Climate accounting platform Persefoni raises $101M Series B led by Prelude and TPG

There’s nothing like an increasing level of regulations to create spaces for new startups to appear, especially in SaaS. Asset managers, banks and other financial institutions need to calculate their financed CO2 emissions footprint in a manner that is auditable and compliant with both the Greenhouse Gas Protocol and the Partnership for Carbon Accounting Financials (PCAF) methodologies. Thus, we’ve seen the rise of the likes of Plan A, South Pole and Watershed. And, of course, Salesforce’s sustainability cloud is a huge player.

Persefoni, a Climate Management & Accounting Platform (CMAP) for enterprises and financial institutions, is the latest to benefit from this rising tide, with the news today that it has raised $101 million in its Series B financing round. Persefoni’s pitch is that it is an “ERP for Carbon Data”, which replaces the traditional manual and consulting-based approach and avoids proprietary approaches, which could create problems when it comes to auditing.

Leading the round were Prelude Ventures and TPG’s The Rise Fund. Also participating for the first time are Clearvision Ventures, Parkway Ventures, Bain & Co., EDF Group (Électricité de France) (through its corporate venture arm EDF Pulse Holding), Sumitomo Mitsui Banking Corporation (SMBC), The Ferrante Group, Alumni Ventures Group and New Valley Ventures. Existing investors including NGP Energy Technology Partners, Sallyport Investments and strategic angels also returned to participate. Persefoni is claiming this to be the largest round for a SaaS climate tech company, although TechCrunch could not confirm that at publication. Certainly, it’s significant. The Series B investment brings Persefoni’s total capital raised to $114.2 million.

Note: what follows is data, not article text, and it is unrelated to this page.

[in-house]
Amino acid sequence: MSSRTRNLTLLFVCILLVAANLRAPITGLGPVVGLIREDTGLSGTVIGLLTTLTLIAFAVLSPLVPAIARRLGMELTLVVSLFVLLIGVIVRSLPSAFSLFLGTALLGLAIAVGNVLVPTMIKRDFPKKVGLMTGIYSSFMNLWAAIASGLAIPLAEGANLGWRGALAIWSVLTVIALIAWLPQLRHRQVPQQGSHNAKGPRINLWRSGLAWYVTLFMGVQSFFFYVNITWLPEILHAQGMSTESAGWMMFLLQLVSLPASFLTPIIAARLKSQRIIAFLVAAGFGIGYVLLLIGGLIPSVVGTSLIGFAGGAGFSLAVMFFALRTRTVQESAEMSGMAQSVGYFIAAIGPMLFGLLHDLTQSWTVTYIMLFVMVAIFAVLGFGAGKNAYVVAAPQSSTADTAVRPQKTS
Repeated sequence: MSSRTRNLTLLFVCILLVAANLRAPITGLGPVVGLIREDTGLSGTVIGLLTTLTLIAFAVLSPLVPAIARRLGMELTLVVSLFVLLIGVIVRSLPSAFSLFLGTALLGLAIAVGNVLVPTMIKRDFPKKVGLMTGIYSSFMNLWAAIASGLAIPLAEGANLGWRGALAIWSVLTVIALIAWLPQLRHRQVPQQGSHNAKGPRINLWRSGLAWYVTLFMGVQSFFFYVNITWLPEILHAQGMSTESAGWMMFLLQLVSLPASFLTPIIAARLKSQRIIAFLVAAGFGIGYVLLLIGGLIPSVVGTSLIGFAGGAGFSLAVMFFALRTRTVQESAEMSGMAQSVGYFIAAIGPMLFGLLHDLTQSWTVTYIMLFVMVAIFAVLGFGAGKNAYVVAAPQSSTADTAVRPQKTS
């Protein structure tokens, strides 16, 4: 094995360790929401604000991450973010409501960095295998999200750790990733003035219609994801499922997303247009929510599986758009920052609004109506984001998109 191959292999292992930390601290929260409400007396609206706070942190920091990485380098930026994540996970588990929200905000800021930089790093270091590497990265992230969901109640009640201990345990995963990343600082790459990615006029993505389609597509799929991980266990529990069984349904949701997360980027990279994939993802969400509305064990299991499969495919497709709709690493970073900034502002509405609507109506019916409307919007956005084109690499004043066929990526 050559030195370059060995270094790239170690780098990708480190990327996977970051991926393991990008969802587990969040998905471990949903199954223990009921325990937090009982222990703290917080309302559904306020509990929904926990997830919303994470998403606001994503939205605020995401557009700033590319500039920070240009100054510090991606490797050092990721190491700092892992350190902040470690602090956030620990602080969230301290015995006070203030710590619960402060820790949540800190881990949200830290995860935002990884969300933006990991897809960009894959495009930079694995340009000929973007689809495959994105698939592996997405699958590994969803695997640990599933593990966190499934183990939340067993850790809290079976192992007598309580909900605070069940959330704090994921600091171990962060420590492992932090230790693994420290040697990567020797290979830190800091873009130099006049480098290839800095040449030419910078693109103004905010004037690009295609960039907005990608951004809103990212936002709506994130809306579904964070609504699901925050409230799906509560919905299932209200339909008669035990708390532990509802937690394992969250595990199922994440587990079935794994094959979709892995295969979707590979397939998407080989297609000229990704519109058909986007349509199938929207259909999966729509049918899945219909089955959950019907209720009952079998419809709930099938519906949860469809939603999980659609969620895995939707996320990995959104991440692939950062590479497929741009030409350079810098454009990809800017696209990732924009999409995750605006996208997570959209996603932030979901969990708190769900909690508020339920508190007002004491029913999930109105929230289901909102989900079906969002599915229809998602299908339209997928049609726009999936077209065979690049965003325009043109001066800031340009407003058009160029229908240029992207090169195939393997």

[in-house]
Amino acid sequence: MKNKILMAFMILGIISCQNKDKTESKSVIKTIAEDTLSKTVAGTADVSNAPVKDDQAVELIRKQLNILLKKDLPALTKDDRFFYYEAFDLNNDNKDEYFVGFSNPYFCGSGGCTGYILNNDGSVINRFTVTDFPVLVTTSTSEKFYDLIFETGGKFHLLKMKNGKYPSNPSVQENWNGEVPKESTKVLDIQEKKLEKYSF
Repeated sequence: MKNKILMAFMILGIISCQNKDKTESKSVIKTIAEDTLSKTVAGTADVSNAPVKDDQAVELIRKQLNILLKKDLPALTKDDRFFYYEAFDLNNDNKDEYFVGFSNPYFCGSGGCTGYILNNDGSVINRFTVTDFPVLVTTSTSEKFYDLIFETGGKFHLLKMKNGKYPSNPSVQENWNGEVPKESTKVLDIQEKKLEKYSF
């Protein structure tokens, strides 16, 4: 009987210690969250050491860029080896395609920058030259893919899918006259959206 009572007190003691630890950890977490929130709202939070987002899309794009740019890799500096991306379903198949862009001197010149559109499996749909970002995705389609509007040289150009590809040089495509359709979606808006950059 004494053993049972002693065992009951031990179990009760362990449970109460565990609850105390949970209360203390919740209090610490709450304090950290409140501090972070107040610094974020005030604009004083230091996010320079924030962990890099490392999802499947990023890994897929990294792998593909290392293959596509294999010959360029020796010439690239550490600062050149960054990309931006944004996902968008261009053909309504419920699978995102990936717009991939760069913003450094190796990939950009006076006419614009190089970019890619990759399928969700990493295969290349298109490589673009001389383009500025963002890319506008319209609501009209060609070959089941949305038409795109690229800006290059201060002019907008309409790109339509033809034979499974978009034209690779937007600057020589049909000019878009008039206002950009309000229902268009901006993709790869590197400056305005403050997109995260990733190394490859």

Persefoni helps asset managers, banks and other financial institutions calculate their financed emissions footprint in the compliance methods mentioned above. It now claims to have four of the 10 largest global Private Equity firms and four of the world’s 20 largest banks using it, along with several global insurance companies and pensions/endowments. It also works with corporates across manufacturing, agriculture, energy, apparel, retail, software and business services.

Kentaro Kawamori, CEO and co-founder of Persefoni, said: “Carbon and climate disclosures will be the biggest compliance market since the advent of Sarbanes Oxley and GDPR, but with even greater complexity. The market is rife with data and software solutions that create new proprietary methodologies every day, and our customers are beyond tired of that approach. We work daily with the world’s pre-eminent industry standards setters and regulators to enable transparency and trust at the highest levels.”

Persefoni has recently struck strategic corporate partnerships with Bain & Co., EDF (EURONEXT: EDF) and SMBC (TYO: 8316), expanded into the Japanese market and released a free tier of its base carbon accounting platform for SMBs. It also launched a Temperature Scoring Model to enable users to instantly create 1.5C or 2C implied temperature rise models for their organizations.

Speaking to me over a call, Kawamori said: “We cracked the code on taking the best from the financial ledger technology, where the accounting process is completely automated, so we don’t do any services. We’ve got a pretty significant channel strategy mirroring very similar to what you might have seen from UiPath in the early days where the primary route to market was through, big four and significant consulting partners.”

He added that while Persefoni partners with the Patch offsetting platform, it doesn’t take a revenue stream from that, since to recommend offsetting platforms would be a conflict of interest.

He said: “We partnered with Patch and we’re doing that in a completely commission-free, pass-through way, because we actually think it’s a massive conflict to be doing both the accounting and selling people offsets for profit, which is what some of our competitors do. We think that’s terrible, doesn’t scale and doesn’t pass audit at scale.”